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Analyst won't be surprised if IBM buys AMD

Neither would we, but we don't think it'll happen

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IBM is going to buy AMD, sooner or later.

That's how Illuminata analyst Jonathan Eunice is being widely quoted on the web, though the Austin American Statesman article that mentions Eunice's views actually says the analyst won't be surprised if it happens.

A minor semantic point, but one that shifts Eunice's comment away from all-out prediction to something a little more arse-covering.

Eunice's reasoning, according to the paper, centres on the tightening ties between the two companies. IBM is selling a server based on AMD's 64-bit Opteron chip, and the two firms are jointly developing new 65nm and 45nm fabrication processes.

To which we can add the ongoing industry rumours that IBM is building a fab for AMD.

The two companies' design efforts are based in IBM's East Fishkill facility - the same location that's playing host to Big Blue's advanced 130nm production line, out of which 64-bit PowerPC 970 processors will flow for Apple and future GeForce FX graphics chips for Nvidia. It's all part of IBM's scheme to expand its role as one of the world's leading chip foundries and challenge the likes of Taiwan's TSMC and UMC.

The rumoured AMD-oriented fab may arise from a deal the two companies have struck, to enable AMD to reduce the latter's need to invest in costly chip-making plant. There's no doubt that the cost of developing next-generation chip production techniques and facilities is increasing. AMD's decision to partner with IBM on the development of 65nm and lower processes is undoubtedly a way of sharing the ballooning cost of such work. But it also allows the two companies to align their production processes, making it much easier for AMD to begin farming out chip manufacturing to IBM.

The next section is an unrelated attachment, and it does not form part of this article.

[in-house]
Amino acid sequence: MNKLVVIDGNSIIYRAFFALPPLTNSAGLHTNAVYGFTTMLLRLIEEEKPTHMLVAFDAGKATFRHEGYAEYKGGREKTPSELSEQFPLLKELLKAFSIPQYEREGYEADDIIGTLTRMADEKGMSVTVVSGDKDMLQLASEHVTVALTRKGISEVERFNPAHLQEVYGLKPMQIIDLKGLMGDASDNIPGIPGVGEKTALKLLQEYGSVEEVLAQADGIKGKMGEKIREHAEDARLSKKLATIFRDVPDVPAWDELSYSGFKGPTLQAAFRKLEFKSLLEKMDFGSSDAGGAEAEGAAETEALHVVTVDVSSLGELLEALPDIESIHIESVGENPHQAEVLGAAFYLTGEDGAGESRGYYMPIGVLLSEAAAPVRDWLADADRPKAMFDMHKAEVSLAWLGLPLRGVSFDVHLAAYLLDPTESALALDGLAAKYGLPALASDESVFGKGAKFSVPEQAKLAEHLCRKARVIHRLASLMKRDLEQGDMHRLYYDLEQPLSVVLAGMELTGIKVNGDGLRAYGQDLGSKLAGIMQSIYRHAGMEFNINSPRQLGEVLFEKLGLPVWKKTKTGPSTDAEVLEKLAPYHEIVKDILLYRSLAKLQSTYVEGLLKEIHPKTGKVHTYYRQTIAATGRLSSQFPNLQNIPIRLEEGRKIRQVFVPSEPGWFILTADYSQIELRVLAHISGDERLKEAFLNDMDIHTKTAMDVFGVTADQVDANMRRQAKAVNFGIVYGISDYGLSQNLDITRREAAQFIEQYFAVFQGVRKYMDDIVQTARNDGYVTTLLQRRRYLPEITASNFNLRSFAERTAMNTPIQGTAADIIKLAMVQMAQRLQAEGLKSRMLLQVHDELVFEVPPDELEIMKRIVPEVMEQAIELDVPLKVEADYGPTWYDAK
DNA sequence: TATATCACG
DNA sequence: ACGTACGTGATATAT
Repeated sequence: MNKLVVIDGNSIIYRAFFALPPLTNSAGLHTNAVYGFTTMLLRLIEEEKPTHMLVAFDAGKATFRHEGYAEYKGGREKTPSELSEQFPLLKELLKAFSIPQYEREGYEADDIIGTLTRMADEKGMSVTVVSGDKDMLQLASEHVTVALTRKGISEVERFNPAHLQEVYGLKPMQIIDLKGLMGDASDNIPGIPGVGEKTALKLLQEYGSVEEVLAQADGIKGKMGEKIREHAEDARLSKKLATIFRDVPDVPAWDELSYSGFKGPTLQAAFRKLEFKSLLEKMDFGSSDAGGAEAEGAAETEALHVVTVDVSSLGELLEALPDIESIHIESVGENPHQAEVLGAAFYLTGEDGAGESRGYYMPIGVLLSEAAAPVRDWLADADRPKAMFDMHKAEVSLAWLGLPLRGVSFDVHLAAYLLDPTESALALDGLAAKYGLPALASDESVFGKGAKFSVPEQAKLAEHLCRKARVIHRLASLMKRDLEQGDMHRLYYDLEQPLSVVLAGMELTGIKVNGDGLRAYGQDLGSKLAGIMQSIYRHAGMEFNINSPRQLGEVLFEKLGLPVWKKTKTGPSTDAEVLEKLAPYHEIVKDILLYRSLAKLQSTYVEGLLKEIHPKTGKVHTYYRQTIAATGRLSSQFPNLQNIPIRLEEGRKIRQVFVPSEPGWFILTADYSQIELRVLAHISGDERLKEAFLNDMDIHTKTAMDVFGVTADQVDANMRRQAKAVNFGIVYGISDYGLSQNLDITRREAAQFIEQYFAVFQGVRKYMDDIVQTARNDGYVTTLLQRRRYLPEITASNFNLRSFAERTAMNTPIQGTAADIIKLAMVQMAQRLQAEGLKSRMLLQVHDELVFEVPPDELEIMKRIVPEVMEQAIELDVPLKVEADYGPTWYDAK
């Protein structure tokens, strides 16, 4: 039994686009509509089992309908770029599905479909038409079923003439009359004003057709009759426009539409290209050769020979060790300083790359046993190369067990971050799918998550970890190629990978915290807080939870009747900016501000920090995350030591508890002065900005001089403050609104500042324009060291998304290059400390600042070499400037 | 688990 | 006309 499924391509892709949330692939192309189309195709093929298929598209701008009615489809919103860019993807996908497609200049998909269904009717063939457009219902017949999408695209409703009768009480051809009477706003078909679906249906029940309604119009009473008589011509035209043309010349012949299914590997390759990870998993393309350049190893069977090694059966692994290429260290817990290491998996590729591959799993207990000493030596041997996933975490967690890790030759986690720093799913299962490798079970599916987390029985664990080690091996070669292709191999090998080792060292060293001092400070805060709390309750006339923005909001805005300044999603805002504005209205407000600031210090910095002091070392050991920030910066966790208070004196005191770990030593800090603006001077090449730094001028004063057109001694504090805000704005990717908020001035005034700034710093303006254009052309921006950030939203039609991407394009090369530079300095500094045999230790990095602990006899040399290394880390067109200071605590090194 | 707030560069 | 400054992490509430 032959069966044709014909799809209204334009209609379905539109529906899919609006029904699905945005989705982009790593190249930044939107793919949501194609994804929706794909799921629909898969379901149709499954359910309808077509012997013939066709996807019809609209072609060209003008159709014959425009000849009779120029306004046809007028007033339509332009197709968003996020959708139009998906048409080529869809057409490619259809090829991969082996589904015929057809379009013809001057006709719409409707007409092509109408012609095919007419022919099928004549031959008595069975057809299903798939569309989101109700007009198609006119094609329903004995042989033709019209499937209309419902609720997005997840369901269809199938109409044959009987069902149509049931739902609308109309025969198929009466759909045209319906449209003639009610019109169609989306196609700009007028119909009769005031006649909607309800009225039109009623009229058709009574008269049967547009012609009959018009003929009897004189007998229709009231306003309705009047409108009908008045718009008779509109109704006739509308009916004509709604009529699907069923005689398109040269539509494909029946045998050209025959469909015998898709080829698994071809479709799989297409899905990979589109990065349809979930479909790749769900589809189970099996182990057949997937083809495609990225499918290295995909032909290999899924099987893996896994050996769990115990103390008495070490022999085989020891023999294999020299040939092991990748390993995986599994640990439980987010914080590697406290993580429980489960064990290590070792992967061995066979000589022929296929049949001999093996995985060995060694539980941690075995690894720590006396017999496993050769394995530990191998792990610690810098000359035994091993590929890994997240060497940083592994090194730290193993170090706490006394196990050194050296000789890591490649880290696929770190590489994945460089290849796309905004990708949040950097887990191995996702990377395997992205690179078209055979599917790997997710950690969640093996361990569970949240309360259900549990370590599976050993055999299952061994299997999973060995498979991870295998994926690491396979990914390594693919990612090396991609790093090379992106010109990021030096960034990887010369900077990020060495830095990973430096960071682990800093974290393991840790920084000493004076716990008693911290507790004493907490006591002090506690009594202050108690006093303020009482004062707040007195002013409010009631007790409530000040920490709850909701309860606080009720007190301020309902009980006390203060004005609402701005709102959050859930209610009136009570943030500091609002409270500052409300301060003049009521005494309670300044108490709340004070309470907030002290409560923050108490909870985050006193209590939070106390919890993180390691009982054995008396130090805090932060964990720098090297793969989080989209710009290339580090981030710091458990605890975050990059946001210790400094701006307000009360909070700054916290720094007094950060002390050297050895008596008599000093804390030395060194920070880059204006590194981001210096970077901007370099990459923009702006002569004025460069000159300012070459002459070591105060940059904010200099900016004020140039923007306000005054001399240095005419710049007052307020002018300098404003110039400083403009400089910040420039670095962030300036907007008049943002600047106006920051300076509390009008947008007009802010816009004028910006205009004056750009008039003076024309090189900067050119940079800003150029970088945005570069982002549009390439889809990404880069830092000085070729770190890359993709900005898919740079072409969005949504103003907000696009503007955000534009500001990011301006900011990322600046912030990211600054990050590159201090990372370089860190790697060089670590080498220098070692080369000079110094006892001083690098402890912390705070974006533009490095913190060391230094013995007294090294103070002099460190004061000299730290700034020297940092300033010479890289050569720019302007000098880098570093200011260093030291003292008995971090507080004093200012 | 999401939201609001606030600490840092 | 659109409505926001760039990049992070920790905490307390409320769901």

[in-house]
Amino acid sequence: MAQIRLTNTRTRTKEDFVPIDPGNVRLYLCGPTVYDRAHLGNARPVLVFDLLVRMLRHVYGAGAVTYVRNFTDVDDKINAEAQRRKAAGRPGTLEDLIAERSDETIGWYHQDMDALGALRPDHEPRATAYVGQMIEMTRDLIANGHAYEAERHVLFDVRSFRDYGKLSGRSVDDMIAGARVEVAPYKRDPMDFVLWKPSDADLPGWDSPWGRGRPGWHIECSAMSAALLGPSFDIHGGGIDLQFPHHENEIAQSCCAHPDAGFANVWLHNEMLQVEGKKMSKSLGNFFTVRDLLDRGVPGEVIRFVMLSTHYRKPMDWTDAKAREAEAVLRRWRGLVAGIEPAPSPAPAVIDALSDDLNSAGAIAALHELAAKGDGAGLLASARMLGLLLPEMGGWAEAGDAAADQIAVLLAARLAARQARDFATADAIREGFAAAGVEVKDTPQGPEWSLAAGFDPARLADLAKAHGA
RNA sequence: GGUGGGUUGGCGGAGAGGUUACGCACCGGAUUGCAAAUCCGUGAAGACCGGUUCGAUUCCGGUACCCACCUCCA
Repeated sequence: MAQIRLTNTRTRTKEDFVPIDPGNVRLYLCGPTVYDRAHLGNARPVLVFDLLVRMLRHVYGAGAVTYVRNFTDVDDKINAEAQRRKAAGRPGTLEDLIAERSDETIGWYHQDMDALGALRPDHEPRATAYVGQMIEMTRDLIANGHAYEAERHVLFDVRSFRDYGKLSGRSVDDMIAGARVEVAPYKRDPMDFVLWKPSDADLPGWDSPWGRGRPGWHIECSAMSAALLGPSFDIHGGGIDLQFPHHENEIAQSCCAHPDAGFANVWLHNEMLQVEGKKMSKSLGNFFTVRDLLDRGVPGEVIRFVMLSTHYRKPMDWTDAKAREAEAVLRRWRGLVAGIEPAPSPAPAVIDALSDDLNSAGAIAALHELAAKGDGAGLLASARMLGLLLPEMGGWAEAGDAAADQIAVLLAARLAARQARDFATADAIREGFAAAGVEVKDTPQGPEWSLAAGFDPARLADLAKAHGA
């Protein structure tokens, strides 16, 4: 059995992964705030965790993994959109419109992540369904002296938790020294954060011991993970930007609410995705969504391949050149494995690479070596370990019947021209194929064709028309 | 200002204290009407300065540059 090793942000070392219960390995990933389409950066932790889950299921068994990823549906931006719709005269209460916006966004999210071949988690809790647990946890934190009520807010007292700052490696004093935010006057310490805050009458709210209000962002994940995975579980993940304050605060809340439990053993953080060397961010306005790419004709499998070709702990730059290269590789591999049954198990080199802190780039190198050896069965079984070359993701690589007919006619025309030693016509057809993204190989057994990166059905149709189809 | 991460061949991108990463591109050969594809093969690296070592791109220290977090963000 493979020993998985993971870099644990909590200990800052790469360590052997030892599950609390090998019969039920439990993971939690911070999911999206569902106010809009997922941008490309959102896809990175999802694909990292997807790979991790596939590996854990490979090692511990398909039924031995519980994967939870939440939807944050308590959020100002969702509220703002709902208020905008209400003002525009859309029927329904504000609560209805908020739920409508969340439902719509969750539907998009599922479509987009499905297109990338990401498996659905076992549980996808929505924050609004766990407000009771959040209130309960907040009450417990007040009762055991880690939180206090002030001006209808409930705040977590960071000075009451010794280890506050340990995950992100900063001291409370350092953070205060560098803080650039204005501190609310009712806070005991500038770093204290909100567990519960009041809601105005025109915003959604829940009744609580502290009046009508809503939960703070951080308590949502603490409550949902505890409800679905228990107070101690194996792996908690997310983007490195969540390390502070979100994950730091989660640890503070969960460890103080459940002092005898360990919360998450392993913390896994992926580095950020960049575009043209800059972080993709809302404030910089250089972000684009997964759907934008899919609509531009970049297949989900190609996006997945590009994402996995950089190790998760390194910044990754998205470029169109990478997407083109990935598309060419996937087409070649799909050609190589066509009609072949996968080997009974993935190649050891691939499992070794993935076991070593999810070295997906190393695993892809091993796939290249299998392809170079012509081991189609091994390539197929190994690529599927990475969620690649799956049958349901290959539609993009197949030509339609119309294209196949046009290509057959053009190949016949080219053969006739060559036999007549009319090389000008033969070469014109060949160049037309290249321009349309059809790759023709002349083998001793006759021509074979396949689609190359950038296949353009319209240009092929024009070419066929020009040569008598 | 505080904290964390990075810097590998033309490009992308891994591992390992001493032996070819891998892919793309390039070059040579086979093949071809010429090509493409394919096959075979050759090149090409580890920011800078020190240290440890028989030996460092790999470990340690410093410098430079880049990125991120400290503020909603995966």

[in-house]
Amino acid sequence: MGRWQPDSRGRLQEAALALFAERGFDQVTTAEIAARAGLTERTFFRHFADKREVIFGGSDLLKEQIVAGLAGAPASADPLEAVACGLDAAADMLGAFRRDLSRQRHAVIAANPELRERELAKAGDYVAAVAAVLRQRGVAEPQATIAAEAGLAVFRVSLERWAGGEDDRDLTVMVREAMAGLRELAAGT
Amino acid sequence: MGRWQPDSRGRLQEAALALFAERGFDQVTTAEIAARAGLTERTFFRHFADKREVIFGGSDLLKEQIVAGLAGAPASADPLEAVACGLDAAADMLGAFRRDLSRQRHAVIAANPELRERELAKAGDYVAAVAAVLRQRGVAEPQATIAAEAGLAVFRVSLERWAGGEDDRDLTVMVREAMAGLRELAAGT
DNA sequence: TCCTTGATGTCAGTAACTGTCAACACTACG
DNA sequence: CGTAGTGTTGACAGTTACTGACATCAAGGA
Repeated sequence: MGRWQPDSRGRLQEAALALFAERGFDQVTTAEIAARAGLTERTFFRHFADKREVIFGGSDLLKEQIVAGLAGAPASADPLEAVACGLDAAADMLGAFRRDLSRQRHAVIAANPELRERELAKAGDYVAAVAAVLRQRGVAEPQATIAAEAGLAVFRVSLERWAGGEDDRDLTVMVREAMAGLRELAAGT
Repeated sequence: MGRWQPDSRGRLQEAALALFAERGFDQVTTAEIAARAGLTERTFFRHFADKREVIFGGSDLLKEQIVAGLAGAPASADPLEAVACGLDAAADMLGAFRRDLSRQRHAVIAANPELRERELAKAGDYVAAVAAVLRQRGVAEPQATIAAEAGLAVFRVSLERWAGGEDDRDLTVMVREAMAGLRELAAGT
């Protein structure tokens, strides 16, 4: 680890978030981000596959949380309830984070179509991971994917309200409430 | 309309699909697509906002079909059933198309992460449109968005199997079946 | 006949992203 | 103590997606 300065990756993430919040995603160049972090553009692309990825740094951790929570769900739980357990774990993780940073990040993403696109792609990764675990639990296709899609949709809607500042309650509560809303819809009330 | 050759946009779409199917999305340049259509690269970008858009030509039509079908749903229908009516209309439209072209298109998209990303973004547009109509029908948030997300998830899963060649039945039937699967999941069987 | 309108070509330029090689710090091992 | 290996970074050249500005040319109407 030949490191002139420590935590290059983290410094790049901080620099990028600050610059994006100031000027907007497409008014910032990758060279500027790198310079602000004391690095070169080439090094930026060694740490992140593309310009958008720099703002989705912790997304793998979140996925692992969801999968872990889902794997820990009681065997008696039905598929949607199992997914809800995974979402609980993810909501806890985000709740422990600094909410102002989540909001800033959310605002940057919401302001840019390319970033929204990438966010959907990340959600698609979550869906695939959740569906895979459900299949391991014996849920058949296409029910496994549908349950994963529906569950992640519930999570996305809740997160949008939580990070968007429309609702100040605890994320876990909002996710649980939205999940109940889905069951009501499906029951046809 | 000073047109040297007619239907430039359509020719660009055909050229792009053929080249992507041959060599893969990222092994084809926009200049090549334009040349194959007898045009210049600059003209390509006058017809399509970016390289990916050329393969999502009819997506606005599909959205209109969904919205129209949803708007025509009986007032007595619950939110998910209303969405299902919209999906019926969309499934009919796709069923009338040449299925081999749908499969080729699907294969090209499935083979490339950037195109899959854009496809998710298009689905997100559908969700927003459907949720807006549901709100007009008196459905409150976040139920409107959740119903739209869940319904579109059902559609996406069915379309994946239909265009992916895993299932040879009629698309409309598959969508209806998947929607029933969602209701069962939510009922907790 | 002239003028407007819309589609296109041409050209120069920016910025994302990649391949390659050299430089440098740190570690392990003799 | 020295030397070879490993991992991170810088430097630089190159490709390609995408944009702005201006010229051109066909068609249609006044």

When the rumours that IBM is building a fab for AMD first surfaced, we asked what might motivate Big Blue to build a plant then turn it over to another company. A firm guarantee of demand might well be enough to secure such a commitment.

The rumours may be incorrect, of course, and the fab under construction is simply part of IBM's ongoing investment in R&D and then production fabs, whether they're used to punch out future Opterons and Athlons or not.

In any case, the synergy between the two companies is there. Many senior AMD staff are ex-Motorola folk, some of whom who worked on the PowerPC project alongside IBM staffers.

But that's not the same thing as buying the company. If AMD's goals do focus on a longer term shift toward becoming a fabless company, or at least reducing its exposure to the financial risks involved in running its own plant, a slimmed down AMD would arguably be of less value to IBM, which already has plenty of chip design expertise.

IBM's stance on the matter will emerge over time as the market demand for Opteron and Athlon 64 becomes clearer, and its own low-end 64-bit strategy, based on the 970 and its successors, emerges. Yes, IBM is offering an Opteron-based server, but it has long offered x86-based machines alongside its own Power-based rigs. Support for one does not preclude ongoing support for the other, and there's little sign that it has changed its mind on that score.

Right now, buying chips from AMD for a part of its server range makes more sense than buying the entire company just to get those chips a little cheaper. Far better to leverage its design - and potentially production - relationship to secure a better discount. ®

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